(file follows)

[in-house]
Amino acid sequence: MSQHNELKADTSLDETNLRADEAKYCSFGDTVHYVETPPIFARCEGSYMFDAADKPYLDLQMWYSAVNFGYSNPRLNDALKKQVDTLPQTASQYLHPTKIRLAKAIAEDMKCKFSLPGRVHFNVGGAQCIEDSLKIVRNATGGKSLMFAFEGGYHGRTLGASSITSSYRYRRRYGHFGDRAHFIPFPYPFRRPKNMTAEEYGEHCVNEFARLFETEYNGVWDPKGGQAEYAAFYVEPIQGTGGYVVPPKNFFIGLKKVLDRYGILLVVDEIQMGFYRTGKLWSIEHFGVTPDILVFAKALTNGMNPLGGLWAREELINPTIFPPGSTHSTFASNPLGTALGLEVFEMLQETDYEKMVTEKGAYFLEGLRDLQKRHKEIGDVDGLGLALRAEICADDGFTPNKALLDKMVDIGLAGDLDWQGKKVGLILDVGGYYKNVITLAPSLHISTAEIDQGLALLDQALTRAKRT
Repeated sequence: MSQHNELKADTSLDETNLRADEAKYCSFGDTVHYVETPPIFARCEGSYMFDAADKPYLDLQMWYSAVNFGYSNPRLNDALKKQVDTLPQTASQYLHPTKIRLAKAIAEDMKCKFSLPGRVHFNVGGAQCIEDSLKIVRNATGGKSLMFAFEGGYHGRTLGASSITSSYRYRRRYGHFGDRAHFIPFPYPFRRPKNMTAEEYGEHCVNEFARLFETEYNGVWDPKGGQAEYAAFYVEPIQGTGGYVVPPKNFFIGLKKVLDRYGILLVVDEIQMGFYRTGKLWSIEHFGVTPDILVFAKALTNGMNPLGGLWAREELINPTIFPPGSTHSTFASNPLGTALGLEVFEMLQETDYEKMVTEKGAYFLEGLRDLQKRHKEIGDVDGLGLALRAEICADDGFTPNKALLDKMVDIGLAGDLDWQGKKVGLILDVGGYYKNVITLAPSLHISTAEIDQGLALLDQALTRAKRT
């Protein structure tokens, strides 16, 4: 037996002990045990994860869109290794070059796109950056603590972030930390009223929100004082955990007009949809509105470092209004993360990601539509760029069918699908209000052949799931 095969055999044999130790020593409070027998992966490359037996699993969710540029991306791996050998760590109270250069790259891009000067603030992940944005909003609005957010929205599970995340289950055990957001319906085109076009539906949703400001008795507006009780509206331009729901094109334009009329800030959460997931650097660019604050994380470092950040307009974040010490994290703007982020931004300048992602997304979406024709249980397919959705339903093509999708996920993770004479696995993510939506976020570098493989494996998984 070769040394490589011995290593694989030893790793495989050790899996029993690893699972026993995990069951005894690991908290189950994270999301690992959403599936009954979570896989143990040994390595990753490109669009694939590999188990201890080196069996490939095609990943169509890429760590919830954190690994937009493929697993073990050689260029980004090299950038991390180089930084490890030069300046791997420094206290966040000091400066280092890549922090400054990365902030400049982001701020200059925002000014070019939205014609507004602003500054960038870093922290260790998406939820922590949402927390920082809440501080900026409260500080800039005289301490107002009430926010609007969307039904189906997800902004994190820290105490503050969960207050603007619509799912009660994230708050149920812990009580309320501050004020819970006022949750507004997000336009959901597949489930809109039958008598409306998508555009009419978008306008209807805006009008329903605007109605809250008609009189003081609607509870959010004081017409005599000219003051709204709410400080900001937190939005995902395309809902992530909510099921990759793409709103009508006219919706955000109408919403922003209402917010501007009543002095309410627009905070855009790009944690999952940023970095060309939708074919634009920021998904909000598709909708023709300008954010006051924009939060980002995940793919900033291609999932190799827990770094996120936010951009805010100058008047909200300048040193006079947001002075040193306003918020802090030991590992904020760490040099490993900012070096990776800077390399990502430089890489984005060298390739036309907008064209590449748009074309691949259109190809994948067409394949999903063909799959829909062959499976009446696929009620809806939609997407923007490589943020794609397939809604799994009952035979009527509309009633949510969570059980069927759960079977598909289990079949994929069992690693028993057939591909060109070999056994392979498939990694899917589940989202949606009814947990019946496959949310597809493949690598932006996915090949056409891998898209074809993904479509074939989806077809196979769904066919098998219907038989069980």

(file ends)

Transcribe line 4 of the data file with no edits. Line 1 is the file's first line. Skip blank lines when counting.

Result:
């Protein structure tokens, strides 16, 4: 037996002990045990994860869109290794070059796109950056603590972030930390009223929100004082955990007009949809509105470092209004993360990601539509760029069918699908209000052949799931 095969055999044999130790020593409070027998992966490359037996699993969710540029991306791996050998760590109270250069790259891009000067603030992940944005909003609005957010929205599970995340289950055990957001319906085109076009539906949703400001008795507006009780509206331009729901094109334009009329800030959460997931650097660019604050994380470092950040307009974040010490994290703007982020931004300048992602997304979406024709249980397919959705339903093509999708996920993770004479696995993510939506976020570098493989494996998984 070769040394490589011995290593694989030893790793495989050790899996029993690893699972026993995990069951005894690991908290189950994270999301690992959403599936009954979570896989143990040994390595990753490109669009694939590999188990201890080196069996490939095609990943169509890429760590919830954190690994937009493929697993073990050689260029980004090299950038991390180089930084490890030069300046791997420094206290966040000091400066280092890549922090400054990365902030400049982001701020200059925002000014070019939205014609507004602003500054960038870093922290260790998406939820922590949402927390920082809440501080900026409260500080800039005289301490107002009430926010609007969307039904189906997800902004994190820290105490503050969960207050603007619509799912009660994230708050149920812990009580309320501050004020819970006022949750507004997000336009959901597949489930809109039958008598409306998508555009009419978008306008209807805006009008329903605007109605809250008609009189003081609607509870959010004081017409005599000219003051709204709410400080900001937190939005995902395309809902992530909510099921990759793409709103009508006219919706955000109408919403922003209402917010501007009543002095309410627009905070855009790009944690999952940023970095060309939708074919634009920021998904909000598709909708023709300008954010006051924009939060980002995940793919900033291609999932190799827990770094996120936010951009805010100058008047909200300048040193006079947001002075040193306003918020802090030991590992904020760490040099490993900012070096990776800077390399990502430089890489984005060298390739036309907008064209590449748009074309691949259109190809994948067409394949999903063909799959829909062959499976009446696929009620809806939609997407923007490589943020794609397939809604799994009952035979009527509309009633949510969570059980069927759960079977598909289990079949994929069992690693028993057939591909060109070999056994392979498939990694899917589940989202949606009814947990019946496959949310597809493949690598932006996915090949056409891998898209074809993904479509074939989806077809196979769904066919098998219907038989069980």